President Bill Clinton left the White House with a $5 billion surplus. President George Bush ignited an economic downturn that evaporated the surplus when he invaded Iraq and Afghanistan and changed the income tax code to award nearly seven trillion dollars to the wealthy. The Bush tax cuts and wars created a $4 trillion to $5 trillion dollar budget deficit.
1. Mr. President, I urge you to ignore the anti-tax, anti-government mantra of conservatives and Republicans. Rescind the Bush Tax cuts, close non-essential corporate loop-holes, and raise taxes on the wealthy rather than cutting basic entitlement programs for those who can least afford economic and medical losses. Reversing Bush tax cuts would restore trillions of dollars into the United States Treasury within a ten year period.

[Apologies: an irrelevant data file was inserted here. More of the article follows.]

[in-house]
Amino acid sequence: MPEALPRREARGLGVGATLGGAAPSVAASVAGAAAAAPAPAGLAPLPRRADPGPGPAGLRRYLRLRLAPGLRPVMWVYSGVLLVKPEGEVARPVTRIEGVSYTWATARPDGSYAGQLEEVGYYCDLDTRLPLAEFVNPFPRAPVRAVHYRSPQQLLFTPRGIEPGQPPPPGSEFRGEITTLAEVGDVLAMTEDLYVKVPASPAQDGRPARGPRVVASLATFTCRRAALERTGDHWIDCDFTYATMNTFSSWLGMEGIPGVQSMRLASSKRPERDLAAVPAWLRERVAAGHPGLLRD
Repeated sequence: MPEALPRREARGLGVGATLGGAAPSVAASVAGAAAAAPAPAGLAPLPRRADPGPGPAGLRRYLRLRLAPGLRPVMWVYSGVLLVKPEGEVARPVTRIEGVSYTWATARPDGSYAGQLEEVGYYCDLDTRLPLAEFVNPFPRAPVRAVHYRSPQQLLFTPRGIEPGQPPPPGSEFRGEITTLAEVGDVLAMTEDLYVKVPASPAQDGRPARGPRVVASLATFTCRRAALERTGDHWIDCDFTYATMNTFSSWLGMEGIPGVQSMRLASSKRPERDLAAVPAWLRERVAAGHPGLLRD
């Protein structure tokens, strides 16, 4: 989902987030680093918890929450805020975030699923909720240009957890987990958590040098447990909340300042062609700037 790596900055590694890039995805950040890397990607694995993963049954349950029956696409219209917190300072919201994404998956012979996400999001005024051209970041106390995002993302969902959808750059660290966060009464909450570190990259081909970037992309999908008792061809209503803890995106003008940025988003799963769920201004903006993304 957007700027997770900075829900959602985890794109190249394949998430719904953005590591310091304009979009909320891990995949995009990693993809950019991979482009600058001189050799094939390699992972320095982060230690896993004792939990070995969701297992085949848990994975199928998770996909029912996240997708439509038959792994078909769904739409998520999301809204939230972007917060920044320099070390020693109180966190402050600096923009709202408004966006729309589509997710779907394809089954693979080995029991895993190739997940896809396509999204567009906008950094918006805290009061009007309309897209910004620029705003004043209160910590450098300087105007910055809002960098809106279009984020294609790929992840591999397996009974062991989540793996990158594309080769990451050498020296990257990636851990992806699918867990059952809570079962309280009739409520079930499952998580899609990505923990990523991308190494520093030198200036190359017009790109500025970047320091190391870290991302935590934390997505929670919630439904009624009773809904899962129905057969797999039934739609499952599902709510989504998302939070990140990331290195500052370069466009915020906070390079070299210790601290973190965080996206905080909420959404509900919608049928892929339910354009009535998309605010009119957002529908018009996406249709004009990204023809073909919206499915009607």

2. Consumer Tax Relief
It is consumers demand for products and services that creates jobs in businesses. Consumer demand is fueled in part by the perception that the economy is good. Today consumers are fearful, insecure and are not spending money. The reality and looming possibility of job losses contribute to fear and insecurity. The constant barrage of media and political negativism promotes even more fear and insecurity. Those that have disposable income stop spending. Companies quit hiring because there is little or no consumer demand for their products. Enact measures that give the consuming public some tax relief so they can purchase goods and services. Tax savings could stimulate job creation and put money in consumers’ pockets.